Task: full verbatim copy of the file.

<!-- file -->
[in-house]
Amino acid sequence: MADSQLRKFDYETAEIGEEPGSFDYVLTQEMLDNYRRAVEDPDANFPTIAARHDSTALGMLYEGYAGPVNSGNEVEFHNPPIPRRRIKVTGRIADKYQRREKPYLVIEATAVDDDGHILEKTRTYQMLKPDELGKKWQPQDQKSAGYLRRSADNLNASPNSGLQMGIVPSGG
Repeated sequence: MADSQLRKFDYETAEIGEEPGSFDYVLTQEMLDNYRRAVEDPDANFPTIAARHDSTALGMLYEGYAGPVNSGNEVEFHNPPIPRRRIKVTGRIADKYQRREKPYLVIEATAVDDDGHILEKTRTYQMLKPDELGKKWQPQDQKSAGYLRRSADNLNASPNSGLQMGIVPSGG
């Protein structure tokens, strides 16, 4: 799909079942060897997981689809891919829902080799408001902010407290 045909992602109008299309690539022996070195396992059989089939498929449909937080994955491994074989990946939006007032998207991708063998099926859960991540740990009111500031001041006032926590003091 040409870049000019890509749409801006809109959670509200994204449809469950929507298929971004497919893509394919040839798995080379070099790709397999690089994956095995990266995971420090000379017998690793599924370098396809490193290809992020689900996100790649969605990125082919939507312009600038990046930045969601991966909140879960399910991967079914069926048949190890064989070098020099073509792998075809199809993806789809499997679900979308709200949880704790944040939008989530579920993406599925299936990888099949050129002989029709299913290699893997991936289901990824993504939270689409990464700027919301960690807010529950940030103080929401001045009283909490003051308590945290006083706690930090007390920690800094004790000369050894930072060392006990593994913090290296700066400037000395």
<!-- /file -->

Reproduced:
[in-house]
Amino acid sequence: MADSQLRKFDYETAEIGEEPGSFDYVLTQEMLDNYRRAVEDPDANFPTIAARHDSTALGMLYEGYAGPVNSGNEVEFHNPPIPRRRIKVTGRIADKYQRREKPYLVIEATAVDDDGHILEKTRTYQMLKPDELGKKWQPQDQKSAGYLRRSADNLNASPNSGLQMGIVPSGG
Repeated sequence: MADSQLRKFDYETAEIGEEPGSFDYVLTQEMLDNYRRAVEDPDANFPTIAARHDSTALGMLYEGYAGPVNSGNEVEFHNPPIPRRRIKVTGRIADKYQRREKPYLVIEATAVDDDGHILEKTRTYQMLKPDELGKKWQPQDQKSAGYLRRSADNLNASPNSGLQMGIVPSGG
């Protein structure tokens, strides 16, 4: 799909079942060897997981689809891919829902080799408001902010407290 045909992602109008299309690539022996070195396992059989089939498929449909937080994955491994074989990946939006007032998207991708063998099926859960991540740990009111500031001041006032926590003091 040409870049000019890509749409801006809109959670509200994204449809469950929507298929971004497919893509394919040839798995080379070099790709397999690089994956095995990266995971420090000379017998690793599924370098396809490193290809992020689900996100790649969605990125082919939507312009600038990046930045969601991966909140879960399910991967079914069926048949190890064989070098020099073509792998075809199809993806789809499997679900979308709200949880704790944040939008989530579920993406599925299936990888099949050129002989029709299913290699893997991936289901990824993504939270689409990464700027919301960690807010529950940030103080929401001045009283909490003051308590945290006083706690930090007390920690800094004790000369050894930072060392006990593994913090290296700066400037000395």